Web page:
This article was originally published as “Writing Online Content for Distracted Humans and Web-Crawling Spiders” in the Association Executives of North Carolina’s Success By Association magazine, November/December 2015 issue.
Remember the days when members read everything you mailed them? Or, at least you thought they did. You never knew for sure, but one thing’s for certain: you didn’t have the competition for their attention like you do today.
Nowadays, media sites, for-profit communities, vendors, consultants, and brands are clamoring like you for the same 15 minutes of your members’ online reading time. Many of these competitors have big budgets to spend on behavioral scientists, marketers, copywriters, and designers to help them deliver attention-grabbing content.
But, you can compete and win if you know the basics of effective online writing.
Capture attention if you want to deliver value.
A few years ago, marketing experts proclaimed, “Content is king.” If you wanted to position your organization as a trusted authority and indispensable source of information, online content was the way to go.
Now, content is in danger of becoming a commodity. Much of the content slung about the web today is irrelevant crap—written in a rush to capture eyeballs and the favor of Google’s search algorithms—those web-crawling spider bots. To deal with the constant stream of content in their inboxes and social streams, readers quickly skim and mercilessly hit the Delete button.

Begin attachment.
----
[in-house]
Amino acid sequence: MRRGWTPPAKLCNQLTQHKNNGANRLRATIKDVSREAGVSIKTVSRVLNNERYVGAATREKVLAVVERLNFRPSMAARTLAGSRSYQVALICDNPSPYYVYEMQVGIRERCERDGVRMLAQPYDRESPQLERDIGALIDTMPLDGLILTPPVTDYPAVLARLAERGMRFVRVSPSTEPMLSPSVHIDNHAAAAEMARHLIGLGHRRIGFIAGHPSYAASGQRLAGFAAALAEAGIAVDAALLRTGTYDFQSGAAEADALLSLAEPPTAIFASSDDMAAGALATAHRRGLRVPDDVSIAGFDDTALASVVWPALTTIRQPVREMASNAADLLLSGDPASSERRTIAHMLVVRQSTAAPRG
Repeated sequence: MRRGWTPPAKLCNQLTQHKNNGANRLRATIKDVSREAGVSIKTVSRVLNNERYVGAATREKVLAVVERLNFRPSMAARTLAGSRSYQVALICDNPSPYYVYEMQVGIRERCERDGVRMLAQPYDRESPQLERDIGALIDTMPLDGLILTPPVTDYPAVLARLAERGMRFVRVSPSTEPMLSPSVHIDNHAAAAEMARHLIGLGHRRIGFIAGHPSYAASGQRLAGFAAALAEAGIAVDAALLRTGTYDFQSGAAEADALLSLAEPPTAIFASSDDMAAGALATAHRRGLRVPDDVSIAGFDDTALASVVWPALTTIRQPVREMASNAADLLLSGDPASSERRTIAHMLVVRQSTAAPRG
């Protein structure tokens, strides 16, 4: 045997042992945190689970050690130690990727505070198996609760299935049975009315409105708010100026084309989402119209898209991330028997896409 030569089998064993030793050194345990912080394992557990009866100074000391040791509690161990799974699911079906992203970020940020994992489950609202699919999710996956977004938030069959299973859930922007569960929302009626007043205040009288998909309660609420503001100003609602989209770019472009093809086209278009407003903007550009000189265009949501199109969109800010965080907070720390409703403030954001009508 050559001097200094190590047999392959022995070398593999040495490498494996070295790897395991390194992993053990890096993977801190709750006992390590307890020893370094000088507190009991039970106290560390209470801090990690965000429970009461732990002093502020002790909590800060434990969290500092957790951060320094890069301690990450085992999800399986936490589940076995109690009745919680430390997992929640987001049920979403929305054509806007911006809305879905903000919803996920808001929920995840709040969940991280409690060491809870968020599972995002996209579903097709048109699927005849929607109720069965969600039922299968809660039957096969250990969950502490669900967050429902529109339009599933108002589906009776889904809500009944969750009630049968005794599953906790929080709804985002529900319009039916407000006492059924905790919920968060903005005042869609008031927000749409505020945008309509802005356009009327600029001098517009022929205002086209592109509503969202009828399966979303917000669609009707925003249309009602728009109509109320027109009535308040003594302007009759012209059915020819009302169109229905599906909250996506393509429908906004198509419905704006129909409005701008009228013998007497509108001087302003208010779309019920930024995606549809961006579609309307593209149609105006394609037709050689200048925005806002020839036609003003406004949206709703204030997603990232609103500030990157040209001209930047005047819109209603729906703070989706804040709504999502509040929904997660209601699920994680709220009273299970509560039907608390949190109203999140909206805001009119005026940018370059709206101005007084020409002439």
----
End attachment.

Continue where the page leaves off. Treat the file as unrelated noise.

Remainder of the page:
“When information is cheap, attention becomes expensive,” said science historian James Gleick. If you want to deliver value to your members, you must first capture and hold their attention.
Write for skimmers, not readers.
When online readers visit a page of content, eye-tracking studies show that they scan the page in an F-pattern. First, they scan the headline, and the first sentence or two. Then, their eyes glance down the page, scanning subheaders and other bold or bulleted text.
Online readers scan to find out if the content appears to efficiently deliver the promised value, so your content must invite the reader in by looking easy to read. Segment content into short paragraphs interspersed with bold subheaders that summarize the message and guide the reader down the page. With content management systems, you can format subheaders so Google takes notice of any keywords used in them.
Use a parallel structure for subheaders and bullet lists. For example, make each subheader an imperative sentence, like the ones in this article. Bullet lists and indented quotation blocks also provide a target for skimming eyes and the necessary white space to break up a page.
Stick to one font style so the page doesn’t look busy. Use different font sizes for the headline, subheader, and body. Never underline text—only embedded links should be underlined. When using links, never say, “Click here.” Instead use the embedded link text to describe what the reader will get when they click.
Reel in the reader.
Hook your reader with the headline or subject line. Headline writing is an art and science that takes years to master, but a few tips will move you to the front of the class.